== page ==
Iceni Forces Rout

The Britannic hordes now took to wild flight running in the opposite direction from that of the Roman legions they were so keen to finish off mere moments before. As panic set in greater numbers of fleeing Britons succumbed to the bloodbath as the Romans took no quarter killing off as many Britons as they could get their hands on. A clear escape route was significantly obstructed by the location of their own baggage train to the rear of the army’s initial staging ground prior to battle. The wagons and pack animals attached to them hindered the escape of literally thousands of Iceni and Iceni allied tribesmen. The Romans killed not only the warriors but also the women, children, and even their beasts of burden.

The troops gave no quarter even to the women: the baggage animals themselves had been speared and added to the pile of bodies. 

Tacitus: Annals: Book Fourteen: XXXVII Defeat of the Iceni.

The Britons had even brought along their womenfolk to watch the spectacle from wagons positioned around the battle ground. This overconfidence recoiled on them because it denied them mobility and in the Roman advance the Britons found themselves trapped by their wagon train.

Tacitus says eighty thousand of the enemy fell, for the loss of only four hundred Romans. The battle between Boudica and Suetonius settled the fate of Britain for the next 350 years.

What happened to Boudica?

Not long after the battle, Boudica died, by taking her own life according Tacitus, from illness according to Cassius Dio.

The Death of Boudica

When Poenius Postumus learnt of the victory, his earlier refusal to obey orders and join Suetonius led him to fall on his own sword. No reason is offered for his conduct and it is possible that he had acted out of caution, reluctant to leave the west unguarded, rather than playing the coward. After all, as a former primus pilus, the man must have been a well seasoned soldier.

The legion itself must have hung its head in shame and it remained plain old II Augusta till the end of its days. Conversely, legio XIIII Gemina became Nero’s favourite, who declared its members ‘best of all’ (Tacitus Historiae 2.11.2), and gained the titles Martia Victrix (ILS 2648), while legio XX gained the titles Valeria Victrix (RIB 508, ILS 9200).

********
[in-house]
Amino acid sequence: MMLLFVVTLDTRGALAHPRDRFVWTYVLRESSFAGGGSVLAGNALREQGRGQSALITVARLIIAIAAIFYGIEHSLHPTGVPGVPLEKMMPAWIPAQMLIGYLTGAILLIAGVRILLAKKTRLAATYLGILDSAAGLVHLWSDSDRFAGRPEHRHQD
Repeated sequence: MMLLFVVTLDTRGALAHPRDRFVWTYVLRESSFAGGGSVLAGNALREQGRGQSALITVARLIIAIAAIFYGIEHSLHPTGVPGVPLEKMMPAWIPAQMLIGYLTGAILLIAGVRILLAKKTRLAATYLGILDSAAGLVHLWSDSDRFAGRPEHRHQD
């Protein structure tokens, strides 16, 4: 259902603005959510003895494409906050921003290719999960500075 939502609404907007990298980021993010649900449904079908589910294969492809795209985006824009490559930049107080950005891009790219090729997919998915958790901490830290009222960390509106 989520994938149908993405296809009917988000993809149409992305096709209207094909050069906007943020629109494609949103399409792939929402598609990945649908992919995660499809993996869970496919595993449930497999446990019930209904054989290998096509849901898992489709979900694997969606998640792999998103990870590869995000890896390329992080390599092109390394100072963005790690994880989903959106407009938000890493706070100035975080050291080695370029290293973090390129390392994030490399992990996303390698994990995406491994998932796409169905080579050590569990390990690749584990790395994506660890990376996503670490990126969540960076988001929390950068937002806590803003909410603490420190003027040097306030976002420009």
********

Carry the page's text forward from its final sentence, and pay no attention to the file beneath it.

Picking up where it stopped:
As for Suetonius, he was hailed as the greatest general of his day.

Romans Take revenge on the Iceni and Trinovantes

The whole might of the Roman army was now concentrated against the Iceni and Trinovantes, and their territory was laid waste by fire and the sword. To make good Roman casualties, reinforcements of two thousand legionaries, eight auxiliary infantry cohorts and two auxiliary cavalry regiments were sent from Germany. The rebels had not sown a crop that year because they were confident of victory, and a dire famine followed their defeat.

Military Occupation of the Iceni and Trinovantes lands

Little is known of the military bases in Essex and East Anglia that crushed the revolt. In Essex one of the two forts suspected at Chelmsford is presumably Boudican; a larger base at Great Chesterford played a still more important role. There was a fort built in Suffolk at Ixworth / Pakenham, occupying 10 acres and probably built in response to the Boudiccan revolt and was only in use till the end of the 1st century AD. 

Another site which has produced a significant crop-mark is by the Roman settlement of Coddenham (Combretovium) (Baylham House) on the road from Camulodunum, leading due north towards Caistor, the tribal capital of the Iceni.